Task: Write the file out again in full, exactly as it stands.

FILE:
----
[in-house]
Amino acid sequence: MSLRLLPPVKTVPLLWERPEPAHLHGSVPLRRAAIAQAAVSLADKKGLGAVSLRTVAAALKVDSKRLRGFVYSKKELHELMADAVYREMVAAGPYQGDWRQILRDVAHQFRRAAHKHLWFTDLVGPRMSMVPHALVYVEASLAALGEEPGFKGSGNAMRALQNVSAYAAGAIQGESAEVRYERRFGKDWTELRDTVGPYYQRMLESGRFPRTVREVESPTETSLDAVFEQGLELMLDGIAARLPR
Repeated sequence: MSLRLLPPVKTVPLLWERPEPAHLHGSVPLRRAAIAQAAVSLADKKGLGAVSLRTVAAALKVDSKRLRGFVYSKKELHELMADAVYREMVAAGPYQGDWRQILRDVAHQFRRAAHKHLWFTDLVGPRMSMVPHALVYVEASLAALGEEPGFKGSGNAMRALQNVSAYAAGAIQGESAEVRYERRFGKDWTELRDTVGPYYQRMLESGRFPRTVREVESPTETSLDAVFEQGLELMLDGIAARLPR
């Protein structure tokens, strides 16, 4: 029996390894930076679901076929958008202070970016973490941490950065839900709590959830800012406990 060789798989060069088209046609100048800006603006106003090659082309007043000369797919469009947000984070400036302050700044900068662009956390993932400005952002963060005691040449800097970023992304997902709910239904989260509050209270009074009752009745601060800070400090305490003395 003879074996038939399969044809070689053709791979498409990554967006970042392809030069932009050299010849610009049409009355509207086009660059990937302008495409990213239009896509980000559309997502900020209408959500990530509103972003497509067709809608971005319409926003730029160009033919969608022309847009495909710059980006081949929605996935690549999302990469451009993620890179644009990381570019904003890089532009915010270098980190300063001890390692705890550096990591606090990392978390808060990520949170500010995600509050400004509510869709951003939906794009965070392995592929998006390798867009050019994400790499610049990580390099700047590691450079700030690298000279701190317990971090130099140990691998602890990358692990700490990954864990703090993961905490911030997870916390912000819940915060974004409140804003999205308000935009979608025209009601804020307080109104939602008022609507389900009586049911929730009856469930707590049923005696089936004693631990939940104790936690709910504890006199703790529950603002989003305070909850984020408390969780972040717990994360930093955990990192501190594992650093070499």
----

[in-house]
Amino acid sequence: MSLRLLPPVKTVPLLWERPEPAHLHGSVPLRRAAIAQAAVSLADKKGLGAVSLRTVAAALKVDSKRLRGFVYSKKELHELMADAVYREMVAAGPYQGDWRQILRDVAHQFRRAAHKHLWFTDLVGPRMSMVPHALVYVEASLAALGEEPGFKGSGNAMRALQNVSAYAAGAIQGESAEVRYERRFGKDWTELRDTVGPYYQRMLESGRFPRTVREVESPTETSLDAVFEQGLELMLDGIAARLPR
Repeated sequence: MSLRLLPPVKTVPLLWERPEPAHLHGSVPLRRAAIAQAAVSLADKKGLGAVSLRTVAAALKVDSKRLRGFVYSKKELHELMADAVYREMVAAGPYQGDWRQILRDVAHQFRRAAHKHLWFTDLVGPRMSMVPHALVYVEASLAALGEEPGFKGSGNAMRALQNVSAYAAGAIQGESAEVRYERRFGKDWTELRDTVGPYYQRMLESGRFPRTVREVESPTETSLDAVFEQGLELMLDGIAARLPR
């Protein structure tokens, strides 16, 4: 029996390894930076679901076929958008202070970016973490941490950065839900709590959830800012406990 060789798989060069088209046609100048800006603006106003090659082309007043000369797919469009947000984070400036302050700044900068662009956390993932400005952002963060005691040449800097970023992304997902709910239904989260509050209270009074009752009745601060800070400090305490003395 003879074996038939399969044809070689053709791979498409990554967006970042392809030069932009050299010849610009049409009355509207086009660059990937302008495409990213239009896509980000559309997502900020209408959500990530509103972003497509067709809608971005319409926003730029160009033919969608022309847009495909710059980006081949929605996935690549999302990469451009993620890179644009990381570019904003890089532009915010270098980190300063001890390692705890550096990591606090990392978390808060990520949170500010995600509050400004509510869709951003939906794009965070392995592929998006390798867009050019994400790499610049990580390099700047590691450079700030690298000279701190317990971090130099140990691998602890990358692990700490990954864990703090993961905490911030997870916390912000819940915060974004409140804003999205308000935009979608025209009601804020307080109104939602008022609507389900009586049911929730009856469930707590049923005696089936004693631990939940104790936690709910504890006199703790529950603002989003305070909850984020408390969780972040717990994360930093955990990192501190594992650093070499």